In the spirit of making some information public so I won't backslide here is my recorded weight so far this year. I lost a lot of weight and am in a maintenance phase. It turns out holding weight, after you have lost a lot and had been heavy for awhile, is a difficult task as the signals your body sends tend to be larger than your metabolic needs by up to two hundred Calories a day - that would translate into a weight gain of four to five pounds a month...
Many people who study weight loss will tell you the surest way to gain weight is to go on a diet and see where you are a year after it is over.
So I figure the knowledge that others can find out if I'm failing will help me to focus more on the task. So far so good - I've had remarkable luck at averaging aroud 155 pounds ... I want to stay in a band between 153 and 160.
I've been working on hacking my bodies feedback mechanisms with a few minor successes as well as some useless paths.
I was talking to a contemporary who is a physics professor the other day and those words came from him ... Many of them know how to program (although he and others point out many of those have learned some really bad habits), but few know how to play with the physical work.
It dates me, but when I was a kid making things was common. The schools were even involved - probably as training for presumed vocations. The classes were sexually segregated with the boys taking wood and metal shop as well as mechanical drawing and the girls took cooking and sewing. Everyone should have had a taste of all of those. The problem of discrimination combined with budget issues and a focus on only teaching the "relevant" basics and these programs have mostly disappeared.
a huge loss ...
There is no reason someone has to be isolated from all of the fun. Cooking is the low hanging fruit as we need food to live so most of us get beyond the microwave oven and pre-packed or store prepared food - at least a bit. The others can be addressed by adult education or just going out and trying getting inspiration and instruction online.
Make is an excellent source for projects that combine disciplines like mechanical and electrical engineering and a bit of computer science ... as well as art. The combinations vary and it is all community based. Make whatever you want and teach others or learn at someone else's feet. The quality of the projects is all over the place and some criticism has been made about this. I think the criticism is unfounded - this is just people having fun - tasting and learning at their own pace.
Recently a series of podcast interviews of prominent makers went online. I started listening the other day with #8 - a rather clever fellow who reverse engineers manufactured objects at a fairly sophisticated level, publishing his results.
really excellent and recommended! It might inspire you or your kid to just go out and try something. I've done a few things but several friends are having a lot of fun: Sukie has taught herself how to design and make jewelry that many consider professional, Steve does serious woodworking, Howard is working with his son on some fun stuff as a father-son team, Alan designs and builds cameras and photographic lighting, Jheri is learning dress and pattern making looking at the use of computerized cutting tools, and Dave is building a micro-satellite for orbit. Gabe made his own sous-vide cooker and is working on a vacuum packing machine and has repaired a centrifuge for culinary purposes. Greg has probably been doing this for most of his life and is seriously competent. He combines his physics and engineering skills with a great sense of design and creativity for some wonderful projects that have generated patents. And then there is Jan - anyone who joins the Polish Army because he was interested in diesels and he knew they had some is interesting. And I'm probably missing the makerness of several others ....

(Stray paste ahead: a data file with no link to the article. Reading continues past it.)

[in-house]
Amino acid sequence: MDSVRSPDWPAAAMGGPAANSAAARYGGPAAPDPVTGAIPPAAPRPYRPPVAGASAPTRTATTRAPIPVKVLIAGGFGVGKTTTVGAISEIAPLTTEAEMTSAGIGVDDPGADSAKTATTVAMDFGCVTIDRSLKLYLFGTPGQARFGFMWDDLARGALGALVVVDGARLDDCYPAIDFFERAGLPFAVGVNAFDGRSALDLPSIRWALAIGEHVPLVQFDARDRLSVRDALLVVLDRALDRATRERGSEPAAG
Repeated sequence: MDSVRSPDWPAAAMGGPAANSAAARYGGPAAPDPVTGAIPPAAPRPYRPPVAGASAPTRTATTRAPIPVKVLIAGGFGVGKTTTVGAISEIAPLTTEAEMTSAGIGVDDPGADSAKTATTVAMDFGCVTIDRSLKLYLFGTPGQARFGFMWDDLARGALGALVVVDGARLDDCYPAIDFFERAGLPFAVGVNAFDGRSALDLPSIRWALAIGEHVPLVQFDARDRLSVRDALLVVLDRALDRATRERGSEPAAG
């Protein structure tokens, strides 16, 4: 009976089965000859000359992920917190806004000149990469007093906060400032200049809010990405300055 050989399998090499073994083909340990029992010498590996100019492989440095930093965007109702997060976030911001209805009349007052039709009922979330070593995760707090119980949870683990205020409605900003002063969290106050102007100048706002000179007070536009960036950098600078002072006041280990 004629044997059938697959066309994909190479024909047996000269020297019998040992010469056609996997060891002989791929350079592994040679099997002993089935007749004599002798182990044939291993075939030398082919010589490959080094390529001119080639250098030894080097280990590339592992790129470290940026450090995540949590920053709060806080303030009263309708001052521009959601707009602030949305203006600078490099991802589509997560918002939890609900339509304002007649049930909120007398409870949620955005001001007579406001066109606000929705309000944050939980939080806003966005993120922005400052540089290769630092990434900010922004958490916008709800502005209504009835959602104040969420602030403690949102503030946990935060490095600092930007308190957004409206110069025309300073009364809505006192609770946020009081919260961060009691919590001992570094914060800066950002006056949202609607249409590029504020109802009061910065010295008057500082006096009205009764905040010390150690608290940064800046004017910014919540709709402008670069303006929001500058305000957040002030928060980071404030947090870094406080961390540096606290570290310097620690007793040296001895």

If you don't have a workshop there are probably projects that don't require much and some areas have clubs or even business that give access to tools.
A really nice way to grow and do interesting stuff as well as meet interesting people! My guess is the average group of people who build things is probably going to be more interesting than people who use their time to watch TV.
Exactly where the Red Deer Cave people belong in our family tree is unclear. Curnoe says they could be related to some of the earliest members of our species (Homo sapiens), which evolved in Africa around 200,000 years ago and then spread across Asia to reach China. He prefers the idea that they represent a new evolutionary line that evolved in East Asia in parallel with our species, just as Neanderthals did – primarily because they look very different to early African members of our species.
I'm no athlete, but I do exercise quite a bit and my favorite exercises tend to be aerobic - things like cycling and rowing. For years I've been using my old Concept 2 Model B - an excellent rowing ergometer built in 1986. Concept 2 builds quality machines that don't change very much over the years, but tend to work very well and just last. Some people are heavily into indoor competition with them, but my use is strictly exercise.
An evil of machines like these is your body motion doesn't match the motion you would have in a racing scull. This is not a problem if you use the it for exercise or indoor competition, but it does if you are trying to simulate the experieince of using a scull. People put their machines on slides to keep the center of mass relatively stable, but that seems excessive to me. I was interested in a more authentic experience - mainly to use it for training for using a real single scull. I want a machine that will help me improve my form.
About a year ago Concept 2 released a dynamic ergometer that more accurately simulates the real thing (check out the video). There is no reason to use one if you just want exercise, but I wanted a bit more and mine finally arrived yesterday.
To say it is different is something of an understatement. I won't give a detailed review as I have only used it for about a half hour so far, but when you show good form it is exceptionally smooth. Exactly what I have been looking for!
I still have the old Model B and will continue to use it, but the new machine is remarkably good and is great at highlighting faults in form. (Oddly, my form isn't too bad.)